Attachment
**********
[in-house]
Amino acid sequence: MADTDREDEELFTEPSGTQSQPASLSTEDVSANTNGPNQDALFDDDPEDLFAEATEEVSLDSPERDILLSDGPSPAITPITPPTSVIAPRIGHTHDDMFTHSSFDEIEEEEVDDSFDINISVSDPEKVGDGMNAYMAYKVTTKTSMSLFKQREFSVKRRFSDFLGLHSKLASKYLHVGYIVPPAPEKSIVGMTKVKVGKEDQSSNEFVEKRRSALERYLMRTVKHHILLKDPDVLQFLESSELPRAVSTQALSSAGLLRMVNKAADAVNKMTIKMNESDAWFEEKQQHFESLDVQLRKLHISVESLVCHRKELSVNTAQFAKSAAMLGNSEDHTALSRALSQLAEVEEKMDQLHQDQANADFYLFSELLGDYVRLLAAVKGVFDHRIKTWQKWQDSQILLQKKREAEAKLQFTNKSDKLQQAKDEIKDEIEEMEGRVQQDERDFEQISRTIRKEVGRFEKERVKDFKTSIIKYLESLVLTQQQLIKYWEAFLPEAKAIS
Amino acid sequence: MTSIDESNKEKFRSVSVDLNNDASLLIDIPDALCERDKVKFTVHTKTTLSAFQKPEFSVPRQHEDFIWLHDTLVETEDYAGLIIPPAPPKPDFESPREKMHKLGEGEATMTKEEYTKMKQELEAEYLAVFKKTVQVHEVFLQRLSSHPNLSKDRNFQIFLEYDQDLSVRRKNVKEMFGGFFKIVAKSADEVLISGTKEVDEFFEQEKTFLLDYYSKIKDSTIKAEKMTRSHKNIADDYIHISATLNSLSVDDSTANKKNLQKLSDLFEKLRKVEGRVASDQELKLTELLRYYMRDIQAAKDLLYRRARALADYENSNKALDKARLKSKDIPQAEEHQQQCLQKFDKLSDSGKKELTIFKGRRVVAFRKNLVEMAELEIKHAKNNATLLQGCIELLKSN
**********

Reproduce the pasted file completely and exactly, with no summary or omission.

[in-house]
Amino acid sequence: MADTDREDEELFTEPSGTQSQPASLSTEDVSANTNGPNQDALFDDDPEDLFAEATEEVSLDSPERDILLSDGPSPAITPITPPTSVIAPRIGHTHDDMFTHSSFDEIEEEEVDDSFDINISVSDPEKVGDGMNAYMAYKVTTKTSMSLFKQREFSVKRRFSDFLGLHSKLASKYLHVGYIVPPAPEKSIVGMTKVKVGKEDQSSNEFVEKRRSALERYLMRTVKHHILLKDPDVLQFLESSELPRAVSTQALSSAGLLRMVNKAADAVNKMTIKMNESDAWFEEKQQHFESLDVQLRKLHISVESLVCHRKELSVNTAQFAKSAAMLGNSEDHTALSRALSQLAEVEEKMDQLHQDQANADFYLFSELLGDYVRLLAAVKGVFDHRIKTWQKWQDSQILLQKKREAEAKLQFTNKSDKLQQAKDEIKDEIEEMEGRVQQDERDFEQISRTIRKEVGRFEKERVKDFKTSIIKYLESLVLTQQQLIKYWEAFLPEAKAIS
Amino acid sequence: MTSIDESNKEKFRSVSVDLNNDASLLIDIPDALCERDKVKFTVHTKTTLSAFQKPEFSVPRQHEDFIWLHDTLVETEDYAGLIIPPAPPKPDFESPREKMHKLGEGEATMTKEEYTKMKQELEAEYLAVFKKTVQVHEVFLQRLSSHPNLSKDRNFQIFLEYDQDLSVRRKNVKEMFGGFFKIVAKSADEVLISGTKEVDEFFEQEKTFLLDYYSKIKDSTIKAEKMTRSHKNIADDYIHISATLNSLSVDDSTANKKNLQKLSDLFEKLRKVEGRVASDQELKLTELLRYYMRDIQAAKDLLYRRARALADYENSNKALDKARLKSKDIPQAEEHQQQCLQKFDKLSDSGKKELTIFKGRRVVAFRKNLVEMAELEIKHAKNNATLLQGCIELLKSN